TACOMA, Wash. -- City leaders continue to search for whatever is tainting some of its water with lead.
Crews tore into two streets Thursday looking for old, lead gooseneck pipes, which could be a source of the contamination.
Water quality samples led crews to a pair of homes where it is though gooseneck lines may still exist. Instead crews came up empty-handed – in both locations they looked.
“Sometimes you just have to dig stuff up to see what’s in the ground,” said Chris Hicks with Tacoma Water.
The gooseneck connects customers to the main water line and could also be the source of lead contamination.
After Tacoma Water found four homes with elevated levels of lead in the water, the utility plans to locate nearly 1700 customers who might still be using the outdated pipes.
“When we find it we just take care of it,” said Hicks.
But digging 1,700 holes in the ground could be expensive; Tacoma Water plans a series of new water quality tests which could pinpoint where crews need to look.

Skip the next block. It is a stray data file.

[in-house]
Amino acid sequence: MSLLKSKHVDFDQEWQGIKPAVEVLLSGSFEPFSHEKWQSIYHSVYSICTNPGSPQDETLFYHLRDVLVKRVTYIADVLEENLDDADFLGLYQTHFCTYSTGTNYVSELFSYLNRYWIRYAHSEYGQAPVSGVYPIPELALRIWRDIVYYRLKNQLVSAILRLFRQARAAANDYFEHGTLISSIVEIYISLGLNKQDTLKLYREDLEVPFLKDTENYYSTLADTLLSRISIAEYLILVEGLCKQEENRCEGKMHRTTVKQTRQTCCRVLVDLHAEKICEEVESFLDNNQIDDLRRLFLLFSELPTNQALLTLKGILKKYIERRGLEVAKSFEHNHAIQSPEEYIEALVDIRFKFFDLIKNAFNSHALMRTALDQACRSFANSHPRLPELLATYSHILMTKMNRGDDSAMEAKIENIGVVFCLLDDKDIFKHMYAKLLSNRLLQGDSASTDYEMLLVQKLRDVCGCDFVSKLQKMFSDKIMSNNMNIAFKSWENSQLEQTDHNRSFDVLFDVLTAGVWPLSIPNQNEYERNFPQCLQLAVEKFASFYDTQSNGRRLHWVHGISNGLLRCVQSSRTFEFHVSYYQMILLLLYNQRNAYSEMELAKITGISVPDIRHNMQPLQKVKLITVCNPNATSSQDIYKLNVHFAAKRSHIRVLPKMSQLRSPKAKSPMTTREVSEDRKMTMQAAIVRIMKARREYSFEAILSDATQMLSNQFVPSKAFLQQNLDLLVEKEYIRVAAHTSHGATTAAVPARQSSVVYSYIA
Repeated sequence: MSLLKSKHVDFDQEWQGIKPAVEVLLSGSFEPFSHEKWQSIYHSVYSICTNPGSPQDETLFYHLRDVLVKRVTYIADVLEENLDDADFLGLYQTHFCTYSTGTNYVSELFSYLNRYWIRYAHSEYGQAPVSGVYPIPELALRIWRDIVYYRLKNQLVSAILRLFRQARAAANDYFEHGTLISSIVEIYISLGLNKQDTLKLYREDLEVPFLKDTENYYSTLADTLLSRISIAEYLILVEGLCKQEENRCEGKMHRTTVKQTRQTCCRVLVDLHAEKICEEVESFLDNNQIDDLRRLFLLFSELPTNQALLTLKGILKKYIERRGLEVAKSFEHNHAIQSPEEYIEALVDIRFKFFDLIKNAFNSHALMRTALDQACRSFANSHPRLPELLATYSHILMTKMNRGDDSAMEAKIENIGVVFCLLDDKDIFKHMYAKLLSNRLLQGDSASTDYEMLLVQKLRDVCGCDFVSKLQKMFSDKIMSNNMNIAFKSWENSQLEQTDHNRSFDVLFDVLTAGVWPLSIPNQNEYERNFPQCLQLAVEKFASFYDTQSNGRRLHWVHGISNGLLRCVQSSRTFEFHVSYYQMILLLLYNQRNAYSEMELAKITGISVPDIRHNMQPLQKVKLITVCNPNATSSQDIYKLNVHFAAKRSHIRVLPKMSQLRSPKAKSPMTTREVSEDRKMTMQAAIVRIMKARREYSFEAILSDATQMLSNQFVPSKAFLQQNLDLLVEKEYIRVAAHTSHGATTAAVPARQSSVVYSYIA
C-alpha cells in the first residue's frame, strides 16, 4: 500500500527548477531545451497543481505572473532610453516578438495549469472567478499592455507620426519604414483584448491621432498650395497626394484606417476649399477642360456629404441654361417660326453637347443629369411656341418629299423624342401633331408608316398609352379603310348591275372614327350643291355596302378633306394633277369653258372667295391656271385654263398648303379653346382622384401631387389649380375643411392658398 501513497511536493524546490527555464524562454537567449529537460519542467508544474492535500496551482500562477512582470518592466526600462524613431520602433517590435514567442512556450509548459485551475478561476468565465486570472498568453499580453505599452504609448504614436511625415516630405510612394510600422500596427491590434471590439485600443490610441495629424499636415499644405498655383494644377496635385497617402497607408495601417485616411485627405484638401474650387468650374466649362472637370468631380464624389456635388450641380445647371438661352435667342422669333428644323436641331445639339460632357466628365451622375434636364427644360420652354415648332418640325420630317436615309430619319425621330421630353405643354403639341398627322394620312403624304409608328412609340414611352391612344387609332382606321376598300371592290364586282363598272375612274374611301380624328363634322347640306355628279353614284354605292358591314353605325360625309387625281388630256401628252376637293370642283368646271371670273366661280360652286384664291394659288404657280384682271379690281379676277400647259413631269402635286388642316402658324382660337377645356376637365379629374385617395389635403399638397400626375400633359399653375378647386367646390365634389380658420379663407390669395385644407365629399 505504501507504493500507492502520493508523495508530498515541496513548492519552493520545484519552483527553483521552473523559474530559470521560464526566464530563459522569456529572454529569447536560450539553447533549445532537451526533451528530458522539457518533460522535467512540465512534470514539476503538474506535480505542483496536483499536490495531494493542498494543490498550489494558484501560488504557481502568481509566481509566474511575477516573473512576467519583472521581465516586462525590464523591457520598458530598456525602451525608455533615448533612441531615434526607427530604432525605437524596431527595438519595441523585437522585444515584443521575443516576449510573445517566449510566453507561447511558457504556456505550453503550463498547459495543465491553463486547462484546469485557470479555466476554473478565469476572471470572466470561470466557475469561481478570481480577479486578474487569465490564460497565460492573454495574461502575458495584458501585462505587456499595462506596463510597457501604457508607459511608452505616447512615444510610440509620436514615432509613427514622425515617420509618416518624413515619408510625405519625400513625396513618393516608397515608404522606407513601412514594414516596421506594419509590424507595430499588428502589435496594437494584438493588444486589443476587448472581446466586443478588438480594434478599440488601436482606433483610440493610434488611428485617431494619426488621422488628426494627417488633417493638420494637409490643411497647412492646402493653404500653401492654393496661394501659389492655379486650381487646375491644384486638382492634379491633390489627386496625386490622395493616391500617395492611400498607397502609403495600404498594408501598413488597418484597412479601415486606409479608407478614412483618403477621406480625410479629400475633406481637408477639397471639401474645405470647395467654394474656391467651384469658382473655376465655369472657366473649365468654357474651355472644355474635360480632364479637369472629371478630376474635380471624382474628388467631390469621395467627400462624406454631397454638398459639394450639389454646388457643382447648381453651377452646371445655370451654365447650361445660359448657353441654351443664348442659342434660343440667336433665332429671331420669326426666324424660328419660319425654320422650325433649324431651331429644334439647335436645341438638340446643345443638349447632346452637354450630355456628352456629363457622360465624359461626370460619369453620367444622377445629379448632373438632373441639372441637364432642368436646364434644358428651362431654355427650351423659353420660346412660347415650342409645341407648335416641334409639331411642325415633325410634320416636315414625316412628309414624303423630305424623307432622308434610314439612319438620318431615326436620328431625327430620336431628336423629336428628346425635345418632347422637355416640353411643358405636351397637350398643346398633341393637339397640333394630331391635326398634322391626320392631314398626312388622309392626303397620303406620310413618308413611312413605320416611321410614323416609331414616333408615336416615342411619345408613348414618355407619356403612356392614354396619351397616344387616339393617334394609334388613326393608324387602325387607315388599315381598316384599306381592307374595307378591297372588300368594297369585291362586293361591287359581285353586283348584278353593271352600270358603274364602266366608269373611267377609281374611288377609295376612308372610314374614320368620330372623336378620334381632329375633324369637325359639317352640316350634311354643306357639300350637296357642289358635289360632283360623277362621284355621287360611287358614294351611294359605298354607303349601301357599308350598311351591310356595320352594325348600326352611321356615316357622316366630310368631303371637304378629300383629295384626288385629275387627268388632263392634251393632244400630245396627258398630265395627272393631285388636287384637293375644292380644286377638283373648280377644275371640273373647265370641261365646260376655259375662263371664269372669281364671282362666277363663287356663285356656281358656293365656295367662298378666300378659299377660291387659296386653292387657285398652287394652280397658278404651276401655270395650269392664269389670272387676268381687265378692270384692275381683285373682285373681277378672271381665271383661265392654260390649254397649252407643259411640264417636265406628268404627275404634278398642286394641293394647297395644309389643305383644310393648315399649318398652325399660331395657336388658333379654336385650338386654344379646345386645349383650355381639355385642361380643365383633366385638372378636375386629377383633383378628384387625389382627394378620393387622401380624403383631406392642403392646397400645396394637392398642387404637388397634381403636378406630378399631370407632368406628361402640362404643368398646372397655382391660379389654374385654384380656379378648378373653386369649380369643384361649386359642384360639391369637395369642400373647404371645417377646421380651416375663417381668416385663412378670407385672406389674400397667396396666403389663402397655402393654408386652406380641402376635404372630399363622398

“We don’t anticipate as part of this very detailed study that we’ll to dig up 1,700 holes in the ground,” said Tacoma Water’s Chris McMeen.
But finding a gooseneck can be elusive – after an hour of digging, crews didn’t find any.
“We’ve got a copper pipe going down towards the main,” said Hicks. “We’re going to dig it up and put all new copper in.”
But whatever the cost, neighbor Sarah Hurlburt said the focus is all about the health of her three boys.
“I still worry about if they’re in the bathtub and get bath water in their mouth or something, so we will probably be testing,” she said.
Still, she applauds Tacoma Water for spending the time and effort to keep her source of water safe.
“Lead is definitely concerning especially with little kids,” Hurlburt said. “It’s going to be an expensive problem but I think it’s a worthwhile one.”
Tacoma water crews planned another new round of water quality tests at 10 homes on Thursday; more are planned for later dates. It’s all in an effort to find as many old gooseneck lines as possible.